Doctor of Philosophy (PhD)
Electrical and Computer Engineering
In this dissertation, we show numerically that a compact structure, consisting of multiple optical microcavities at both the entrance and exit sides of a subwavelength plasmonic slit, can lead to greatly enhanced directional transmission through the slit. The microcavities increase the resonant enhancement of the emission in the normal direction and/or the coupling between free space waves and the slit mode. An optimized structure with two microcavities on both the entrance and exit sides of the slit leads to ~ 16 times larger transmission cross section per unit angle in the normal direction compared to the optimized reference slit without microcavities. We then introduce highly-compact resonant-cavity-enhanced magneto-optical switches for metal-dielectric-metal (MDM) plasmonic waveguides. The static magnetic field induced asymmetry, which enhances or reduces the coupling between the waveguide and a side-coupled resonator, and the relatively large induced wave vector modulation are used to design a Fabry-Perot cavity magneto-optical switch, consisting of a MDM waveguide side-coupled to two MDM stub resonators. The on and off states correspond to either the presence or the absence of the externally applied static magnetic field. We then investigate the influence of Rabi splitting tuning on the dynamics of strongly coupled J-aggregate/surface plasmon polariton systems. In particular, the Rabi splitting is tuned by modifying the J-aggregate molecule concentration while a polaritonic system is provided by a nanostructure formed by holes array in a golden layer. From the periodic and concentration changes we identify, through numerical and experimental steady-state analyses, the best geometrical configuration for maximizing Rabi splitting, which is then used for transient absorption measurements. We finally study the combination of scanning probe technology with photonic nanojets. Here, by using advanced 3D fabrication techniques we integrate a microbead on an AFM cantilever thus realizing a system to efficiently position nanojets. This fabrication approach is robust and can be exploited in a myriad of applications, ranging from microscopy to Raman spectroscopy. We demonstrate the potential of portable nanojets by imaging different sub-wavelength structures. We also show that finite-difference time-domain (FDTD) simulations are in good agreement with experiments.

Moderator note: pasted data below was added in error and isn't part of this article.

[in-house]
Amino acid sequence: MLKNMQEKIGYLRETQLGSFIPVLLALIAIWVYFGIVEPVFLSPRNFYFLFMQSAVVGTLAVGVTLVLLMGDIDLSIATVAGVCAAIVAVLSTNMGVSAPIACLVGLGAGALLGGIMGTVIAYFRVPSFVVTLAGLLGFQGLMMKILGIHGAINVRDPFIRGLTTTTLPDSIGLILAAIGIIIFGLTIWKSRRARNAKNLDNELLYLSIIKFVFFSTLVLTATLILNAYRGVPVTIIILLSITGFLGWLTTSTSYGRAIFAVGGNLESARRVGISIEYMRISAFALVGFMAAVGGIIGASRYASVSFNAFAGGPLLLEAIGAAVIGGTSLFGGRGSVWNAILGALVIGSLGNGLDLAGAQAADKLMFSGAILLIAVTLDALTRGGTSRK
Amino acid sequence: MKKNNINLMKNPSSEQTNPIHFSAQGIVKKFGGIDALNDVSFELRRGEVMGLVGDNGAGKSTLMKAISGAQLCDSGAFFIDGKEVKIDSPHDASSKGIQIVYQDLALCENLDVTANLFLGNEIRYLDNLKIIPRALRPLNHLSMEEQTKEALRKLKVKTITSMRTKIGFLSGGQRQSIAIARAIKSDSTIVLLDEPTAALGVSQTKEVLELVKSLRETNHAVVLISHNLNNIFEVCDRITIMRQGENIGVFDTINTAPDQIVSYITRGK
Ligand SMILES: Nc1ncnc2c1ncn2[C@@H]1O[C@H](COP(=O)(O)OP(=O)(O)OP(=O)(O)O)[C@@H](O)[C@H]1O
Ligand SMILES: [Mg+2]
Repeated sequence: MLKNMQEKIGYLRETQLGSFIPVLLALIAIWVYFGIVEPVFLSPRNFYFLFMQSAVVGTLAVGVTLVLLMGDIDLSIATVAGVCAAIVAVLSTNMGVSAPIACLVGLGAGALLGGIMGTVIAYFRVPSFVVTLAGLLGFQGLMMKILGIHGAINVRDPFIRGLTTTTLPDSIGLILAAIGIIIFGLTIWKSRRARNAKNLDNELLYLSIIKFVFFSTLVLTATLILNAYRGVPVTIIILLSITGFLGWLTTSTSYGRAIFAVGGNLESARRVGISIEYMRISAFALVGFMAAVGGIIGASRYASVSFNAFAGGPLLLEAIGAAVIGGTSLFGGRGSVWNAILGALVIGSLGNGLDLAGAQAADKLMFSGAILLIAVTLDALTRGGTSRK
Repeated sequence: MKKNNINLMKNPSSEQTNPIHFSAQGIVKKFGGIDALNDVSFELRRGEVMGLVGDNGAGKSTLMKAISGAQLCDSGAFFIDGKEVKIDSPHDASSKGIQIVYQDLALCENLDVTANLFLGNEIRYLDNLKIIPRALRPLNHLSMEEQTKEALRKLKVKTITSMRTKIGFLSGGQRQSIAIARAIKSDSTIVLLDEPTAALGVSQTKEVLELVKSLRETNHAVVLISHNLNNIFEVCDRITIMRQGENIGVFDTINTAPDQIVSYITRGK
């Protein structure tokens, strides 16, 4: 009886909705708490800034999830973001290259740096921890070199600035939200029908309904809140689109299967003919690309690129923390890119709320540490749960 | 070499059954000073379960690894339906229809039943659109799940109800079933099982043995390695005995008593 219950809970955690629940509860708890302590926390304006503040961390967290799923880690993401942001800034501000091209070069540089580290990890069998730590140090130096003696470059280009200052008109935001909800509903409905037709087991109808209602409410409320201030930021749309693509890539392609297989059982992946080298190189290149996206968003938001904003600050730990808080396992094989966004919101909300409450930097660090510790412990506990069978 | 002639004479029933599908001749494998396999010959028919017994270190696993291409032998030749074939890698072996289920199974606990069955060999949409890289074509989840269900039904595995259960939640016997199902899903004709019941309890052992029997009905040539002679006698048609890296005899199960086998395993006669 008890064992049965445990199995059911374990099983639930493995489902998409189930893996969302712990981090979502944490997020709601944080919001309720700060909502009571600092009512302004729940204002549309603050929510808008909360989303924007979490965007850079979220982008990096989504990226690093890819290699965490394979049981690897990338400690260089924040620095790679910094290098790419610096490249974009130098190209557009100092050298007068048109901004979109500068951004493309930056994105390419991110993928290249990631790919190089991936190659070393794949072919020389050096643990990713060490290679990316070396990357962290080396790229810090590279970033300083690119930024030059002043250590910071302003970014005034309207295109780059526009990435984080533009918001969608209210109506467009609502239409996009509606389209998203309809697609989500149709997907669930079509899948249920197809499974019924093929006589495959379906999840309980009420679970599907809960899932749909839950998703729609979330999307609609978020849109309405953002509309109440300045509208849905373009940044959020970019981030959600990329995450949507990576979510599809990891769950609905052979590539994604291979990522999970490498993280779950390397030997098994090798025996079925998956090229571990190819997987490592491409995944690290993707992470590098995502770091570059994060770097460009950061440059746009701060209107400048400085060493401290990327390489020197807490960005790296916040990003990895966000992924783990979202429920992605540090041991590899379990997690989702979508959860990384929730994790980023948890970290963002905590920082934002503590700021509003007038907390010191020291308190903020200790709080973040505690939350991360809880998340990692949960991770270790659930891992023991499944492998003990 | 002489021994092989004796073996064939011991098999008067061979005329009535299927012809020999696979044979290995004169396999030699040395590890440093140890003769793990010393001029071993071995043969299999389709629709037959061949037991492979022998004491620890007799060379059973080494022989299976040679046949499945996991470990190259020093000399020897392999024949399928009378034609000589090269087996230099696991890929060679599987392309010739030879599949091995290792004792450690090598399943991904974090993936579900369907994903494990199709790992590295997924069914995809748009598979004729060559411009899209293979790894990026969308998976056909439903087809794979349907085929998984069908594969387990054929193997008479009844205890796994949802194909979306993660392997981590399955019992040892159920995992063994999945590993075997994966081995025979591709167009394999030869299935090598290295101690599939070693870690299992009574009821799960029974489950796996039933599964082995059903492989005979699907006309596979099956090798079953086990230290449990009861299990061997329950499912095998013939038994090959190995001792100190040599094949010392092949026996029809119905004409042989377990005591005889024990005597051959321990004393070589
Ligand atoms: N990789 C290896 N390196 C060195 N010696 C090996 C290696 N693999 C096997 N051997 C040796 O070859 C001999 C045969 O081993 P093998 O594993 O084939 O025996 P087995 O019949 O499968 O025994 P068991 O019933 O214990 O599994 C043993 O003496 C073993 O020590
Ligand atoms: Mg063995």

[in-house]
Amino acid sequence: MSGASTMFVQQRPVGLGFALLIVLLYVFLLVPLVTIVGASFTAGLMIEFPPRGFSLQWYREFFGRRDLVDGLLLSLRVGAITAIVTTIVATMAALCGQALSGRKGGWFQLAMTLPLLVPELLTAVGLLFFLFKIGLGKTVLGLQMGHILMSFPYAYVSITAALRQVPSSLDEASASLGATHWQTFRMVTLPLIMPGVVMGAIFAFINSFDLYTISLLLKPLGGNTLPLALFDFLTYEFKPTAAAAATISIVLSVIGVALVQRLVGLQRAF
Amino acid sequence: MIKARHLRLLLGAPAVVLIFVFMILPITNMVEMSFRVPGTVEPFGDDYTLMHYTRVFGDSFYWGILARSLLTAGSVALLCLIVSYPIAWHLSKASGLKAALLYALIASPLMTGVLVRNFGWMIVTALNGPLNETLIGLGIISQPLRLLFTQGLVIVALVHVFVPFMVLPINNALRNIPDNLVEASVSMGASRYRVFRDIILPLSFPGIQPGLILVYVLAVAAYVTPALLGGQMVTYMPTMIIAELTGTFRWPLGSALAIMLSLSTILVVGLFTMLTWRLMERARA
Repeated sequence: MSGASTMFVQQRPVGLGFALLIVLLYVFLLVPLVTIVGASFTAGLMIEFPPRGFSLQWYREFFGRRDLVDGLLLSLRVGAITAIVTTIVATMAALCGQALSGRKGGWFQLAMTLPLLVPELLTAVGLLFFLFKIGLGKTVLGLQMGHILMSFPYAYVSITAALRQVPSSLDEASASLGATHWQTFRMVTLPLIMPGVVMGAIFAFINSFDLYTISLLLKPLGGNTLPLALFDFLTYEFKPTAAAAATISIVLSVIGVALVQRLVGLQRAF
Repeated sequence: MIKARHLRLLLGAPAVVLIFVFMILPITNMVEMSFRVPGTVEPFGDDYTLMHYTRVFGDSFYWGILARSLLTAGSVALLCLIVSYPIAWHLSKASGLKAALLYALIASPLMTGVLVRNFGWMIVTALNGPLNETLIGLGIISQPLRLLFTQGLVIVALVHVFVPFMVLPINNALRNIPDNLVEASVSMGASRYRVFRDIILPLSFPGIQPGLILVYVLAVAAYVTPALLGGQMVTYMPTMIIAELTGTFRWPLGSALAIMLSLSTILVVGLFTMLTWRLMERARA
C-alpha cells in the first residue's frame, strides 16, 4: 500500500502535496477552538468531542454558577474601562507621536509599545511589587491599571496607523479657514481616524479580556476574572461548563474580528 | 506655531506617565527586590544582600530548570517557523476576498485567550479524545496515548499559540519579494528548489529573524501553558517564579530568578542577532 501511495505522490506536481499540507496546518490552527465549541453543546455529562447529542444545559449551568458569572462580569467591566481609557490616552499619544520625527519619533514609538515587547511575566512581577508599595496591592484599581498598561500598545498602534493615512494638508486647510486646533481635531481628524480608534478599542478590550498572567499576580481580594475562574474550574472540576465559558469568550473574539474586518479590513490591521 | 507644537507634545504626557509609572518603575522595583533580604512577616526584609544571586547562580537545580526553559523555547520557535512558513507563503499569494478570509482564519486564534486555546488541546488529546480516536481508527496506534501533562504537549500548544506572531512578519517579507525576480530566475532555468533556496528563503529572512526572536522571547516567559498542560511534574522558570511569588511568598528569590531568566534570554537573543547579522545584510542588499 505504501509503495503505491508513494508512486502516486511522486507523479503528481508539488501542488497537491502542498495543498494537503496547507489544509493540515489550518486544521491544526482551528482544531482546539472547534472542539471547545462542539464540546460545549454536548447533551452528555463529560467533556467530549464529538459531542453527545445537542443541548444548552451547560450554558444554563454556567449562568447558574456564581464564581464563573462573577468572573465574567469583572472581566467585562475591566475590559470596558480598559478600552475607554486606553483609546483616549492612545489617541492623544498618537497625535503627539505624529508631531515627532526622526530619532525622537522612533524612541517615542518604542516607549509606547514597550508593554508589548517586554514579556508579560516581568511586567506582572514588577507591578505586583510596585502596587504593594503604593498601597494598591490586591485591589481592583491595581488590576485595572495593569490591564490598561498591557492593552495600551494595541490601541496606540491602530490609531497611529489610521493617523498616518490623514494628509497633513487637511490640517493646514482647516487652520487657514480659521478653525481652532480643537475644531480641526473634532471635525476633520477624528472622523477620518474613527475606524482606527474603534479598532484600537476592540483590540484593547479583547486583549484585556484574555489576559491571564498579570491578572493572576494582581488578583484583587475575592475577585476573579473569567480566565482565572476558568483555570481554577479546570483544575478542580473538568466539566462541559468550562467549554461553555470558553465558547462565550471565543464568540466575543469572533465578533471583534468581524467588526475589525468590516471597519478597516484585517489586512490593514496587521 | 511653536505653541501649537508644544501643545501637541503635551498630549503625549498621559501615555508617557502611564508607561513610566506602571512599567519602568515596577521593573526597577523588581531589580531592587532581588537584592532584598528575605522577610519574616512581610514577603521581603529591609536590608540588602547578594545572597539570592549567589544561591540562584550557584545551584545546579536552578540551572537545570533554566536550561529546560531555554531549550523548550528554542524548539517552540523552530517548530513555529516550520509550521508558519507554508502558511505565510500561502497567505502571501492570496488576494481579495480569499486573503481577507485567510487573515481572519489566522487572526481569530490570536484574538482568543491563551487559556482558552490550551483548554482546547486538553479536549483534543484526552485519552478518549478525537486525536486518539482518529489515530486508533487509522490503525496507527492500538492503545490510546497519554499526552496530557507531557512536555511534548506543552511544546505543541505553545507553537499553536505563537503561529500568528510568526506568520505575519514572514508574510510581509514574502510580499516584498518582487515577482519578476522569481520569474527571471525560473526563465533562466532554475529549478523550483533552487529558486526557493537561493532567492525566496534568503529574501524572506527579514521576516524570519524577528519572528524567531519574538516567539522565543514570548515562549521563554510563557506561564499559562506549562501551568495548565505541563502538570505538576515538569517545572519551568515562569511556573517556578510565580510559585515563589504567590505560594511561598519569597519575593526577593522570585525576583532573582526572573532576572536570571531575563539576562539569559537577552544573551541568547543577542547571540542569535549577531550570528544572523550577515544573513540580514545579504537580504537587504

Document Availability at the Time of Submission
Secure the entire work for patent and/or proprietary purposes for a period of one year. Student has submitted appropriate documentation which states: During this period the copyright owner also agrees not to exercise her/his ownership rights, including public use in works, without prior authorization from LSU. At the end of the one year period, either we or LSU may request an automatic extension for one additional year. At the end of the one year secure period (or its extension, if such is requested), the work will be released for access worldwide.
Haddadpour, Ali, "Microcavity Enhanced Beaming and Magneto-Optical Switching of Light" (2017). LSU Doctoral Dissertations. 4434.
Available for download on Saturday, February 23, 2019